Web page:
The patisserie chef at a café where I worked introduced me to dried peach skin one day. Something you might otherwise throw away was transformed into a tasty addition to one of his fabulous afternoon tea creations.The peach flavour was so intense. I was intrigued.
Around Christmas time, I acquired a dehydrator. The price of a dehydrator is affordable and it is easy to use. After great success dehydrating oranges I wanted to do more. But was extraordinarily difficult to find a book or further inspiration.
A new cookery book, Ferment, Pickle, Dry was sent to us to review. At last! One whole section is on drying or dehydrating foods. Caroline recently reviewed a book about Korean cuisine where fermenting foods take pride of place. This book includes Kimchi of course, but the authors have spread their net wide and include sourghdough, tempeh (fermented soya beans) and even muesli in that section.
Authors Simon Poffley and Gaba Smolinska-Poffley from the Fermentarium include links throughout to recipes where you can use the foods that you’ve created – such a great idea.
I’ve dipped into the book many times now, mostly exploring the drying section. The authors freely admit that their dehydrator is a basic model and I’ve found that you really do need to experiment with timings and heat settings to achieve the best results. However, this really shouldn’t deter you from trying!
At my old house I had a huge bay tree. Before I left, I decided to dry some leaves to tide me over. Whilst of course you could hang a cut branch to dry, popping them into the dehydrator is quicker and preserves their colour beautifully
Dried Chilli Beetroot and Dried Carrot 3 Ways
For these vegetables, spice/salt mixtures are sprinkled over dampened vegetables then dried. These didn’t turn out quite so well. The taste was lovely but they didn’t come out crisp even after adding extra drying time. However, looking through the book, I discovered dried vegetables used om recipe for instant vegetable stock. Of course! I rehydrated them and created a very tasty soup.
Candied orange peel
This has been a great success and really appeals to “my waste not want not” tendencies. Simply store up orange peel over a few days (this can be the satsuma type or standard oranges). You then cook the peel until soft in sugar syrup. Leave in fairly large pieces and dry in the dehydrator for about 6 hours. When ready, chop into smaller pieces if you intend to use the peel for baking, or slice and dip into dark chocolate. This recipe produces much more flavoursome peel than standard shop bought.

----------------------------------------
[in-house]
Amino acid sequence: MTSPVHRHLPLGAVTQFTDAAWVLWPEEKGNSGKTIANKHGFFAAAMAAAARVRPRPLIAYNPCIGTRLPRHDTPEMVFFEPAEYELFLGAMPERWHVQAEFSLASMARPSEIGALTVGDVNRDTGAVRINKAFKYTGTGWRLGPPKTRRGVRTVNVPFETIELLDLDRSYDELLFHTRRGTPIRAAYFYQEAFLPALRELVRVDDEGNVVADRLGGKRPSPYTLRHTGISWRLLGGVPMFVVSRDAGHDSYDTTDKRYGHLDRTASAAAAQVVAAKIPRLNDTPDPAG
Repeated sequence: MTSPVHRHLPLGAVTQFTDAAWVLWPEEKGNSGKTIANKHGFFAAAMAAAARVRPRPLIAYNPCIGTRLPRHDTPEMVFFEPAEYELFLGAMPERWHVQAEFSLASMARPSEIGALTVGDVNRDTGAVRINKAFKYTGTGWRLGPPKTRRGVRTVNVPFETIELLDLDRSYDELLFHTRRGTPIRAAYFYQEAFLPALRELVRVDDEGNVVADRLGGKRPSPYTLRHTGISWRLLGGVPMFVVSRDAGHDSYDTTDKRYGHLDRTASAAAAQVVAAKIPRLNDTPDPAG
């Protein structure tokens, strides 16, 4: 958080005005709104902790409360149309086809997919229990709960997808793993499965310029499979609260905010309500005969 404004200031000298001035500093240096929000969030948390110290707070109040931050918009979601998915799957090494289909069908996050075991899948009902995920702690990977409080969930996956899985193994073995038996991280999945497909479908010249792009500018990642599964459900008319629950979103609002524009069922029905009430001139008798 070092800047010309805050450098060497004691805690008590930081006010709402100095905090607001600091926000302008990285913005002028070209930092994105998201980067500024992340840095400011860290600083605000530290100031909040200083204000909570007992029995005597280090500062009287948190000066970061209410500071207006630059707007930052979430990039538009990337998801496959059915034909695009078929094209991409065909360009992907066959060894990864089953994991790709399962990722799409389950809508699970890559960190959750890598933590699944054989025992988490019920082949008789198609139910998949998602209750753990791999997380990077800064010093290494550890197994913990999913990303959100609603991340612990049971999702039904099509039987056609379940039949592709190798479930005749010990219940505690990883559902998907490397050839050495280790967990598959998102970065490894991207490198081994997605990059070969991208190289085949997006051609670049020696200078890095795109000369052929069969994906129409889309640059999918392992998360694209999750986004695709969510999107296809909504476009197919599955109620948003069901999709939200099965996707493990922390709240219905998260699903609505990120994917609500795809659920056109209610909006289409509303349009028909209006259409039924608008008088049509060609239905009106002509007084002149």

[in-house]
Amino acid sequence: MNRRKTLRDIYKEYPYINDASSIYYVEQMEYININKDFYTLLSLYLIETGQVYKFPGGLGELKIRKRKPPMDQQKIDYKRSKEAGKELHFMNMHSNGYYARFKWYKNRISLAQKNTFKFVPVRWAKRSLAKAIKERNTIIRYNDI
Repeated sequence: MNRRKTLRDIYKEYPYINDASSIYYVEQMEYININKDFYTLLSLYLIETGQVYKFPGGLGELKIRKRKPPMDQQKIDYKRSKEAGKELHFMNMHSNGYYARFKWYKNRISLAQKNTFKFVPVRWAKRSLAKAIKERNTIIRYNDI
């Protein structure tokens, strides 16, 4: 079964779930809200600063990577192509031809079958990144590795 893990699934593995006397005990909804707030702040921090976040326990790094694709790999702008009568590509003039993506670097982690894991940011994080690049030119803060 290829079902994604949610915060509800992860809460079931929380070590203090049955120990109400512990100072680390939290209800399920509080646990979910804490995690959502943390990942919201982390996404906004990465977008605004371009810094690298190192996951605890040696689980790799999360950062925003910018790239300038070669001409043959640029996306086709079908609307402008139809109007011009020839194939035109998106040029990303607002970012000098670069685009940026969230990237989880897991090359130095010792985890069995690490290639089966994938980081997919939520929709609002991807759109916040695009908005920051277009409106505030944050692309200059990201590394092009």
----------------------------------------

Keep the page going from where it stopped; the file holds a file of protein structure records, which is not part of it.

- 300 gr orange peel
- 400 ml water
- 300 gr sugar
- 1 cinnamon stick
- 4 cloves
- Place the orange peel in a saucepan and pour in enough water to cover.
- Bring to the boil and drain, then return to the pan. This step can be omitted if a bitter flavoured is desired (I found this wasn't necessary)
- Add the measured water to the orange peel in the pan and bring to the boil
- Reduce the heat and simmer for 15 minutes or until the peel is soft.
- Drain and reserve the water to make the syrup
- Mix the reserved water with the sugar and spices (if using).
- Bring to the boil and stir until the sugar had dissolved
- Cut the soften peel into slices about 1 cm wide
- Add the orange peel to the boiling syrup and return to the boil. Take off the heat and leave to cool
- Once cool, return to the heat and boil again. Repeat until all the water has evaporated.
- Place on dehyrdrator trays and dry for about 4-6 hours at 65C or until touch dry.
- Store in an airtight container for up to 2 months. You can cut the peel into smaller pieces before storing if you prefer.
Find out more
There are so many other recipes I want to try, my own dried tomatoes for example or dried wild mushrooms or dried nori crackers. and of course, many recipes in the other sections. This is definitely a book I am going to return to time and again. There’s much talk of comfort food at the moment. This is comfort food with a difference.
Ferment, Pickle, Dry is published by Frances Lincoln and is priced at £20.